The race to vaccinate the last 17 percent against Covid-19 is now on. There’s a few things the Government can do to give us all the best chance of success, says Asher Wilson-Goldman.

The vaccination programme to date has been uneven around the country, but the biggest disparity has been for Māori and Pacific communities.

There’s been plenty of good advice not taken by the Government, particularly from Te Rōpū Whakakaupapa Urutā, and that’s landed us in a place where the final 17 percent yet to receive their first dose are statistically much more likely to be Māori than the 83 percent who are currently vaccinated or booked.

A missed opportunity

We had an opportunity with the vaccination programme to change the way our healthcare system interacted with people it has historically ignored or mistreated. Ahead of next year’s launch of the Māori Health Authority, this could have been an opportunity to deliver a nationally equity-focused health campaign and to demonstrate what the new healthcare system will offer.

The Covid-19 vaccination programme will, by the time it’s finished, interact with more New Zealanders than any other health programme we’ve ever had. Many of us have had negative experiences with healthcare professionals, whether due to colonisation, racism, sexism, the impact of underfunding or other reasons.

If we’d done this right, the impact would have gone well beyond equitable vaccination rates. We could have created a situation where in five years time, when someone feels a lump in their breast, or has a kid due for childhood immunisations, they could have thought back to their last interaction with the public health system.

Imagine if they remembered their Covid-19 vaccination as a great experience – where they were invited by someone from their community to come to a place they felt safe (their marae, their church, their kid’s school), greeted in their preferred language by a friendly face they knew, had their questions answered by a medical professional from their own community, and then went home feeling safe and confident – and well fed with home-cooked food they had been smelling the entire time, waiting to taste.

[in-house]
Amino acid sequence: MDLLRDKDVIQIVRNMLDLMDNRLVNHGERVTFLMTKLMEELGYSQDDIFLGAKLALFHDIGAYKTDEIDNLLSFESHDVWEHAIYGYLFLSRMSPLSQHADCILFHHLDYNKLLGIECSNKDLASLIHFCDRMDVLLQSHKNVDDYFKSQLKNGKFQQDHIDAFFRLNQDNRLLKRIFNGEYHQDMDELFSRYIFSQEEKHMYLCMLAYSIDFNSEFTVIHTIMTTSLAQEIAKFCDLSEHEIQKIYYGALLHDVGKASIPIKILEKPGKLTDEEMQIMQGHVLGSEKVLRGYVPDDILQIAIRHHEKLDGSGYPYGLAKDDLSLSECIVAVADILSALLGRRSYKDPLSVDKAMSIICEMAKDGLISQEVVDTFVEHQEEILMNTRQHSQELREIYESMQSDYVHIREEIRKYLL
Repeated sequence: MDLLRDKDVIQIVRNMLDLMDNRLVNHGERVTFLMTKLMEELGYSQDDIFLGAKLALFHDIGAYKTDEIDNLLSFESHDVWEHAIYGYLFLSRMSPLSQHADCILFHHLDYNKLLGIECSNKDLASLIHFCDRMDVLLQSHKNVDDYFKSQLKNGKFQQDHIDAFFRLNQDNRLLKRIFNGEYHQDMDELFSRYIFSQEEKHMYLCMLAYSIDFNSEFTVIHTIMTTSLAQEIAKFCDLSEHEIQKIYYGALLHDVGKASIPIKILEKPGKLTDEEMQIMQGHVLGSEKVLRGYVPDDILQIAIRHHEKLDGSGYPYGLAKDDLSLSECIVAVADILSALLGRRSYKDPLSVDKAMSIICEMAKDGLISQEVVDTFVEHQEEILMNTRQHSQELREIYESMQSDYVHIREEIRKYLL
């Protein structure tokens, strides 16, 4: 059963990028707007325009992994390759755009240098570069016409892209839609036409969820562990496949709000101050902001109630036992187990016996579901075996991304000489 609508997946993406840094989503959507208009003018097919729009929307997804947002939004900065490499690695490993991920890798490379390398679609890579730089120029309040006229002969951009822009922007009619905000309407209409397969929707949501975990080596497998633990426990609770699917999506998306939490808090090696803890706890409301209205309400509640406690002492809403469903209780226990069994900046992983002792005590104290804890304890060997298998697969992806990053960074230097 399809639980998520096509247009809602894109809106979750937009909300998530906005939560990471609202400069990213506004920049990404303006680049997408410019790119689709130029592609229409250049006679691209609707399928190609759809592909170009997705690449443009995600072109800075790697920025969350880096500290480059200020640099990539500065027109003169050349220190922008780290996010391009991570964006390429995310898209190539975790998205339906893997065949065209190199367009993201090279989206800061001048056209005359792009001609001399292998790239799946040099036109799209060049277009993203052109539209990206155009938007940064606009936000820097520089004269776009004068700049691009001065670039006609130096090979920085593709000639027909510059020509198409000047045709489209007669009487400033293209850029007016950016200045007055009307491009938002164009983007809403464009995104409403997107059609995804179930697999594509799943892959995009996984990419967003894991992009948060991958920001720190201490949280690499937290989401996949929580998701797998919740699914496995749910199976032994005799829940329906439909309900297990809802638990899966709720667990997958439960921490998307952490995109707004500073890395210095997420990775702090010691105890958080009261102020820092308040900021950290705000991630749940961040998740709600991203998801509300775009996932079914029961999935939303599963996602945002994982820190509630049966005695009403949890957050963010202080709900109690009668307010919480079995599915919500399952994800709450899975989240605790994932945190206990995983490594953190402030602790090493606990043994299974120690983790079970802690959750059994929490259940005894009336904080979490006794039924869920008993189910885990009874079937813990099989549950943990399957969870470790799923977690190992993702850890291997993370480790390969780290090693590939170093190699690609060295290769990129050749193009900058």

If that was their memory of the health system, they might well make the call sooner rather than later to get that lump checked, or to proactively book their child’s immunisation. If their memory was of a health system that met them where they are, treated them with respect, and looked, sounded and smelled like a place they felt safe and welcome.

In some parts of the country, for some people, this has been the case in the past few months. Unfortunately, it hasn’t been for most, due to the comparative ease for the system of delivering the status quo, and the lack of desire from many political leaders to do anything different.

We are where we are. We can’t go back at this point and magically make the system less colonising, less racist. The immediate question before us is a simple one: what steps can we take to make sure that as many of the last 18 percent are vaccinated, as soon as possible.

Reinforcing Māori and Pacific providers

Health providers run by and for Māori and Pacific people have been doing critical work to date. Key examples include the sterling efforts of Te Whānau O Waipareira Trust in Auckland over the weeks of this most recent outbreak, or the work of Te Whānau-ā-Apanui to vaccinate their people in the villages and rural areas around Te Kaha.

In Porirua, the vast majority of vaccinations to date have been by Māori and Pacific providers: Ora Toa have run the community vaccination centres and drive throughs since March, Maraeroa Marae opened their doors for vaccinations in June, and the Pacific-run Pacific Health Plus and Porirua Union & Community Health Services have collaborated on a vaccination centre since July. All four organisations have also run pop-up events in churches and community centres, particularly focused on the large Pacific communities living in their city.